Okay, so you thought you knew everything about Keith Richards, the Rolling Stones’ rhythm guitarist, whose skeletal body, Medusa-like coiffure and topographic map of a face are as iconic as the jangly chords he plays on that signature Fender Telecaster.
After all, he’s one of the most fabled figures in rock and roll, not just because of his innovative, influential guitar technique, but also because of a lifestyle so decadent that the dictionary listing for the word dissipated ought to have his picture next to it. He’s so famously flamboyant that Johnny Depp used him as inspiration for his Captain Jack Sparrow character in the Pirates of the Caribbean movies -- an homage that Richards repaid by playing Sparrow’s father in the most recent film.
Nevertheless, you may be in for a few surprises about the dark half of the Glimmer Twins, as he and bandmate Mick Jagger dubbed themselves for songwriting and producing credits. Richards, 66, has a newly published memoir, Keith Richards: A Life , co-authored by James Fox, that already is No. 1 among autobiographies on Amazon.com. It’s not only a strikingly candid depiction of the agony and ecstasy of rock superstardom, but also chock full of tidbits that even the most rabid Stones fan might find revelatory. Here’s a sample:
1. While on tour with the Stones, Richards says he once was arrested at gunpoint in Arkansas in 1975, in a van containing a cornucopia of controlled substances -- “all you had to do was pop the panels, and there were plastic bags full of coke and grass, peyote and mescaline.” Somehow, the police missed all of it, and a local judge was persuaded to let Richards and his companions go free after confiscating the guitarist’s hunting knife and having a picture taken with him.
2. Richards recalls that on average, he slept only two nights a week for many years. “This means that I have been conscious for at least three lifetimes,” he calculates.
3. The tough neighborhood where he grew up also was the onetime location of the City of London Lunatic Asylum, where Jack the Ripper suspect Jacob Levy was once confined.
4. Richards says he started listening to music at age 3. Since the Wiggles and Raffi hadn’t yet been born, his favorites as a preschooler were Ella Fitzgerald, Sarah Vaughn, Big Bill Broonzy and Louis Armstrong.
5. As a youth, Richards belonged for a time to the Boy Scouts. “It was mainly a chance to swagger around with a knife on your belt,” he explains. Unfortunately, “you didn’t get the knife until you got a few badges.”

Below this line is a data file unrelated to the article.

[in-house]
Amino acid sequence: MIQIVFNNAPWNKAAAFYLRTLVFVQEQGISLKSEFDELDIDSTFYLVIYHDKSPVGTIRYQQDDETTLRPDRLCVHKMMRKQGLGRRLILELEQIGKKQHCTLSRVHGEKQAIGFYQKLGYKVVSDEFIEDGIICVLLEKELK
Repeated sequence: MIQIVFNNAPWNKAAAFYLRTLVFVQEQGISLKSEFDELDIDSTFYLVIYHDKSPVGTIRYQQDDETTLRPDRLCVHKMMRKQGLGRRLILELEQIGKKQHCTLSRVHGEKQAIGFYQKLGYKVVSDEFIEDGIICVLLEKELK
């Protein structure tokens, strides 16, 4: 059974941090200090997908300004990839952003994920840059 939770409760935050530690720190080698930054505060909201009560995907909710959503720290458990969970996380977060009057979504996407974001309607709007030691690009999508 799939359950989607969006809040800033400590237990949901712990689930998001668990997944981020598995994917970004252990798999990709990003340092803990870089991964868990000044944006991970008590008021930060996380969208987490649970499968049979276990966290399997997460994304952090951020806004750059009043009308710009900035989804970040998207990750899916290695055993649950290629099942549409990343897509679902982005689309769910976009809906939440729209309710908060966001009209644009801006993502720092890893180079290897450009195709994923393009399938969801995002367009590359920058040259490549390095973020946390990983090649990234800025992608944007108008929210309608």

6. “For ages,” he didn’t know that Jerry Lee Lewis, whose music he admired, was white, because British versions of American records usually didn’t feature photographs of the performers.
7. As a struggling young musician, he shared a flat with Jagger and Brian Jones. They rigged up an improvised recording studio in the bathroom largely because when the toilet was flushed after a performance, it sounded to them like applause.
8. In the early days of playing small nightclubs, Jagger particularly impressed Richards with his ability to play the maracas. “He played four of them at once while he sang,” Richards recalls. “It’s a long time since I reminded him about the maracas. He was brilliant.”
9. While awaiting trial on narcotics charges in 1967, he says he took a road trip from London to Morocco (via ferry). He left town in a custom Bentley that he dubbed “Blue Lena,” after singer Lena Horne, that had a secret compartment for hiding drugs.
10. The studio recordings of “Street Fighting Man” and “Jumpin’ Jack Flash” don’t have any electric guitar in them. Instead, Richards created the sound by putting down successive layers of acoustic guitar filtered though a cheap cassette tape player, a technique he’d developed for recording in crummy motels without disturbing the other guests.
BTW, here's a great interview with Richards about the book by The New York Times' Janet Maslin.